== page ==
Archive

Posts Tagged ‘hiking’

A quick hike

Colorado Springs is a neat city in a great location.  Today we did a quick hike, on a trail system starting in the city limits.  The recent rains has made for a lot of mud, but we had a nice hike anyway. Not shown in the pictures is the wonderful view of Pikes Peak, which today unfortunately was somewhat hidden by the clouds.

image

image

image

image

image

Salida, Colorado

We are parked in the 4 Seasons RV Park in Salida, Colorado. We are here for a rally with our friends of the Pikes Peak Rollers. It’s nice to catch up with old friends, enjoy some good food, and appreciate the local scenery.

Founded in 1880, Salida was originally a railroad town and was a significant link in the Denver and Rio Grande Western Railroad. After World War II the railroad began pulling back its operations in Salida. Many residents in the 1950s, 1960s, and 1970s worked either in local ranching operations or commuted north to Leadville to work at the Climax Molybdenum Company. Today, the most prominent business in Salida is tourism, consisting of skiing at Monarch Ski Area, whitewater rafting, kayaking and outfitting, particularly on the Arkansas River. In addition, fishing in the Arkansas River is a big attraction.

On US-50, heading into Salida

On US-50, heading into Salida

A nearby mountain peak

A nearby mountain peak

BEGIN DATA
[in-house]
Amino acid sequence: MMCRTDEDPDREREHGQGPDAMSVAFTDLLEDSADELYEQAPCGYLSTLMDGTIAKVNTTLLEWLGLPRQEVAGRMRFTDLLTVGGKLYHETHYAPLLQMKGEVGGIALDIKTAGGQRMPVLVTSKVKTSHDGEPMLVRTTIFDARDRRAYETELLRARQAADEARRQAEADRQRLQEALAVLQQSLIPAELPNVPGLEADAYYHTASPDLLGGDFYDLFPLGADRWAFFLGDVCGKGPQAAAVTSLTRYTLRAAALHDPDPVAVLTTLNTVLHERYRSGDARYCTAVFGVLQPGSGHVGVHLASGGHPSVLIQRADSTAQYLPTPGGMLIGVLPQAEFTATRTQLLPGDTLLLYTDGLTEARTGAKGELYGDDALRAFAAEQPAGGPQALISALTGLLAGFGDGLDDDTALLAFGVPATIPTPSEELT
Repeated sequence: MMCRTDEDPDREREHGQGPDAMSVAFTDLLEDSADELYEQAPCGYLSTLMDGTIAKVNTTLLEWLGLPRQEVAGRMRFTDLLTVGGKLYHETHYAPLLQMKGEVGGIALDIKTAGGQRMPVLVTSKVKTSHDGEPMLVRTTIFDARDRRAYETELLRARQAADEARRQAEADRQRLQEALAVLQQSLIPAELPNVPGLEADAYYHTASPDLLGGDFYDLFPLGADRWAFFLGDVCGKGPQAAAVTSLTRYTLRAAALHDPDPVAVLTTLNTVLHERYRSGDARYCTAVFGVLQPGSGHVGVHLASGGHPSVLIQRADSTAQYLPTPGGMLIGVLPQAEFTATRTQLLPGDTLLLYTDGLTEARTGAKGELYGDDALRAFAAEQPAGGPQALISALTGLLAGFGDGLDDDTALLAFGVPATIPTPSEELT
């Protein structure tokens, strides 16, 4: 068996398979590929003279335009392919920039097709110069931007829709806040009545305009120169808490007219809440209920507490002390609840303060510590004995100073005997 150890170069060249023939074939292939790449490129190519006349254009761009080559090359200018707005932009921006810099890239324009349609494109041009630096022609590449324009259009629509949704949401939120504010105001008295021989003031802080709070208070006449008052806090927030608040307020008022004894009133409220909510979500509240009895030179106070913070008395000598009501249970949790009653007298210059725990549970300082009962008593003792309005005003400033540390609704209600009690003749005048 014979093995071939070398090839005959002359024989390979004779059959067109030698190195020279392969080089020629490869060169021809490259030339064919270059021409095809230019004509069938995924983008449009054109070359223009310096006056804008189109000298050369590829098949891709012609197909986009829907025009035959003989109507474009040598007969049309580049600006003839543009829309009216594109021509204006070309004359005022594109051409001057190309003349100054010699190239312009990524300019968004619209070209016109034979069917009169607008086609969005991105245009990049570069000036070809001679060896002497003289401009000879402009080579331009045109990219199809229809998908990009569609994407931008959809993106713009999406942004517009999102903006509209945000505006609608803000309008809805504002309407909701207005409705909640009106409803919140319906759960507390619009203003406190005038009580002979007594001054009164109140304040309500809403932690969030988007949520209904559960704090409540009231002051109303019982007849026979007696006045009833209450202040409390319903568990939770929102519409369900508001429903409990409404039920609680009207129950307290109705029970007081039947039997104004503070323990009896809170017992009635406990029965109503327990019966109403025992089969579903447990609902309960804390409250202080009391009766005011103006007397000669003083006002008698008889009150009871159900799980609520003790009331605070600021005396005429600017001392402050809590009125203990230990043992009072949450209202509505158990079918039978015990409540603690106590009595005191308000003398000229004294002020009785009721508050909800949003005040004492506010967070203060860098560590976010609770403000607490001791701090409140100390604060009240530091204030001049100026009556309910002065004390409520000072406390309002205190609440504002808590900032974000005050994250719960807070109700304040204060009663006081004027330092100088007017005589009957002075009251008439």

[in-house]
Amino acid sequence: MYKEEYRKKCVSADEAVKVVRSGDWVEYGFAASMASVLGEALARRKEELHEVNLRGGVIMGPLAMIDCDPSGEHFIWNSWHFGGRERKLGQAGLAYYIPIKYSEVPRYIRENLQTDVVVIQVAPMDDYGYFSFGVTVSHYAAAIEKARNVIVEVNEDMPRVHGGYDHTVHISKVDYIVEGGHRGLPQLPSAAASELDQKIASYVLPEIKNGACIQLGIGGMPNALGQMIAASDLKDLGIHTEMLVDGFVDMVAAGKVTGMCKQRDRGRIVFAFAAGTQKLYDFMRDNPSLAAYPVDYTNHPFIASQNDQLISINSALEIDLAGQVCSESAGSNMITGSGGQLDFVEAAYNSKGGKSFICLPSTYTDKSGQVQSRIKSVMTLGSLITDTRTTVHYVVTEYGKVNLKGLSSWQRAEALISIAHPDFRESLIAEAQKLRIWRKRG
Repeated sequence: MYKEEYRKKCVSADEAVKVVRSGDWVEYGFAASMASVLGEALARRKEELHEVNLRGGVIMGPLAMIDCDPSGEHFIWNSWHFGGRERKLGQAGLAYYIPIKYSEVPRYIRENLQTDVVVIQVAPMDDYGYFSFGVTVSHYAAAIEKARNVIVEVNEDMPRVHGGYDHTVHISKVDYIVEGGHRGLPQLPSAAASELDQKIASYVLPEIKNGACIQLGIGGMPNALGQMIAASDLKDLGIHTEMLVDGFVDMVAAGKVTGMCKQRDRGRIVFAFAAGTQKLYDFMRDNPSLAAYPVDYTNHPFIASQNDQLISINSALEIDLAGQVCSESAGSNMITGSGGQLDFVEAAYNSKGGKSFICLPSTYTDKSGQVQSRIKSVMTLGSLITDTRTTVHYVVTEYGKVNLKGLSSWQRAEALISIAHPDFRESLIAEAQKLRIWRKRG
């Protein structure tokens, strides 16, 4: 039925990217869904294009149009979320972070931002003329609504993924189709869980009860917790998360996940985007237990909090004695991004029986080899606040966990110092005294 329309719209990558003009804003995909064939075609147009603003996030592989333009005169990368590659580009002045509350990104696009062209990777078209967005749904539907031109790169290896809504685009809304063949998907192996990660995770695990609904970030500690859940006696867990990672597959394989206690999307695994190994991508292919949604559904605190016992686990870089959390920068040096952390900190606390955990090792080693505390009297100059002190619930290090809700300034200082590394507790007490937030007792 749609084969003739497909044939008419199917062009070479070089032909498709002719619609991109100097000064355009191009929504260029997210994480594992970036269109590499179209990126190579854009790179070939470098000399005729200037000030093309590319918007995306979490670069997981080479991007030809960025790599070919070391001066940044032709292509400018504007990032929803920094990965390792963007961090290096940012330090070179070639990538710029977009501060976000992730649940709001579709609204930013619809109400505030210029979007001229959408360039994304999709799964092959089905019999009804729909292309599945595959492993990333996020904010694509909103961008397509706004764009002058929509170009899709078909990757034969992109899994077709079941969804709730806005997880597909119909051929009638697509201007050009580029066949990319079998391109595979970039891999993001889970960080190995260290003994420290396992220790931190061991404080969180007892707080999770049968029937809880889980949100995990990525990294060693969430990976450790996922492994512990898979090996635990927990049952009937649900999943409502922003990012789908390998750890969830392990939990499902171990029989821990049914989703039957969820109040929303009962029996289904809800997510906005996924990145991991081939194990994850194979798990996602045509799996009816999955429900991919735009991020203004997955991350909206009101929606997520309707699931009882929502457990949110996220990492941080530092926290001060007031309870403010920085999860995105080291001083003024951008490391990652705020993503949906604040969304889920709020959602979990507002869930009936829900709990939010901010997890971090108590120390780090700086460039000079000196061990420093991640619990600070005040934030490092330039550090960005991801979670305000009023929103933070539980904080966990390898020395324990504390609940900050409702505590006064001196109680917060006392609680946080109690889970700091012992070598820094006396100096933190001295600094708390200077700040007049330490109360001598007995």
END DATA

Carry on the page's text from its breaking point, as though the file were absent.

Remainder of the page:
An interesting house

An interesting house

Another stylish home

Another stylish home

Not sure what this style is-- Cape Code?

Not sure what this style is– Cape Code?

The Arkansas River runs right through town

The Arkansas River runs right through town

A ranch, acroos

A ranch, across from the RV Park

Fly fishermen in the Arkansas

Fly fishermen in the Arkansas

Valley of Fire, Nevada

May 24, 2014 2 comments

The Valley of Fire is located less than an hour north of Las Vegas, close to Lake Mead. It gets its name from the bright red rock formations, but also because it gets to be over 120F (50C) in the summer.

One area is known as “Mouse Tank” and contains a valley filled with Indian petroglyphs. Even though time is starting to erode them, it is still possible to make out the huge amount of indian art.

But there is more to it. There are many geologic formations of different colors and different shapes, giving an erie effect to the landscape. Perfect for hiking, and photography.

Very sandy in many places.

Very sandy in many places.

Slot Canyon

Slot Canyon

Baby arches (?)

Baby arches (?)

"Fire Wave" - unique formations

“Fire Wave” – unique formations

fire2-14 Hard to see, but lots of petroglyphs[/caption]

Indian petroglyphs

Closer view of Indian petroglyphs

Lava formations as far as the eye can see

Lava formations as far as the eye can see

Bryce Canyon

May 9, 2014 2 comments

Bryce Canyon is unique in that visitors view the canyon from the top down, instead of from the bottom up. This provides a unique viewpoint of the distinctive geological structures called hoodoos, formed by frost weathering and stream erosion of the river and lake bed sedimentary rocks. The red, orange, and white colors of the rocks provide spectacular views for park visitors. Bryce sits at a much higher elevation than nearby Zion National Park. The rim at Bryce varies from 8,000 to 9,000 feet.

We drove over with some of our friends of the Pikes Peak Rollers, our Colorado RV travel group. We were going to stop over at Cedar Breaks, but recent snowfall closed the road. But we still got to see some snow over the pass!